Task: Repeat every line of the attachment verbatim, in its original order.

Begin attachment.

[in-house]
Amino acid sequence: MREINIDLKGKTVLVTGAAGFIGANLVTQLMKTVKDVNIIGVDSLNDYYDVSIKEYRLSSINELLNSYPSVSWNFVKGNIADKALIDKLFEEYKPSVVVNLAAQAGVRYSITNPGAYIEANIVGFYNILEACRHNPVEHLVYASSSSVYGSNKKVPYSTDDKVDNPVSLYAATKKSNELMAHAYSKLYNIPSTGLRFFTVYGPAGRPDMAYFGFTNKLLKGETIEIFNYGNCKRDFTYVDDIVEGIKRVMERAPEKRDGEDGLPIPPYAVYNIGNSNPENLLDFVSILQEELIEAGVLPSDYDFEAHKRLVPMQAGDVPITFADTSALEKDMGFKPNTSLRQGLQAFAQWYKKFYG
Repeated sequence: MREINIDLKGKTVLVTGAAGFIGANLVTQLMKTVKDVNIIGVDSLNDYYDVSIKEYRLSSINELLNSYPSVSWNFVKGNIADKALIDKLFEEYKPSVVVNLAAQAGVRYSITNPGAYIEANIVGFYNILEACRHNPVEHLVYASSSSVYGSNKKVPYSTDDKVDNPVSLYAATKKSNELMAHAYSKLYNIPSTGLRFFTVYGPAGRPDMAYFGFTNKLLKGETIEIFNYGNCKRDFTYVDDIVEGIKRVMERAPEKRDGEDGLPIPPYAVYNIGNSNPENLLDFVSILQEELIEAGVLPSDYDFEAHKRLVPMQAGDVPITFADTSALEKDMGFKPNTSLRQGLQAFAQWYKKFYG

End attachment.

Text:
[in-house]
Amino acid sequence: MREINIDLKGKTVLVTGAAGFIGANLVTQLMKTVKDVNIIGVDSLNDYYDVSIKEYRLSSINELLNSYPSVSWNFVKGNIADKALIDKLFEEYKPSVVVNLAAQAGVRYSITNPGAYIEANIVGFYNILEACRHNPVEHLVYASSSSVYGSNKKVPYSTDDKVDNPVSLYAATKKSNELMAHAYSKLYNIPSTGLRFFTVYGPAGRPDMAYFGFTNKLLKGETIEIFNYGNCKRDFTYVDDIVEGIKRVMERAPEKRDGEDGLPIPPYAVYNIGNSNPENLLDFVSILQEELIEAGVLPSDYDFEAHKRLVPMQAGDVPITFADTSALEKDMGFKPNTSLRQGLQAFAQWYKKFYG
Repeated sequence: MREINIDLKGKTVLVTGAAGFIGANLVTQLMKTVKDVNIIGVDSLNDYYDVSIKEYRLSSINELLNSYPSVSWNFVKGNIADKALIDKLFEEYKPSVVVNLAAQAGVRYSITNPGAYIEANIVGFYNILEACRHNPVEHLVYASSSSVYGSNKKVPYSTDDKVDNPVSLYAATKKSNELMAHAYSKLYNIPSTGLRFFTVYGPAGRPDMAYFGFTNKLLKGETIEIFNYGNCKRDFTYVDDIVEGIKRVMERAPEKRDGEDGLPIPPYAVYNIGNSNPENLLDFVSILQEELIEAGVLPSDYDFEAHKRLVPMQAGDVPITFADTSALEKDMGFKPNTSLRQGLQAFAQWYKKFYG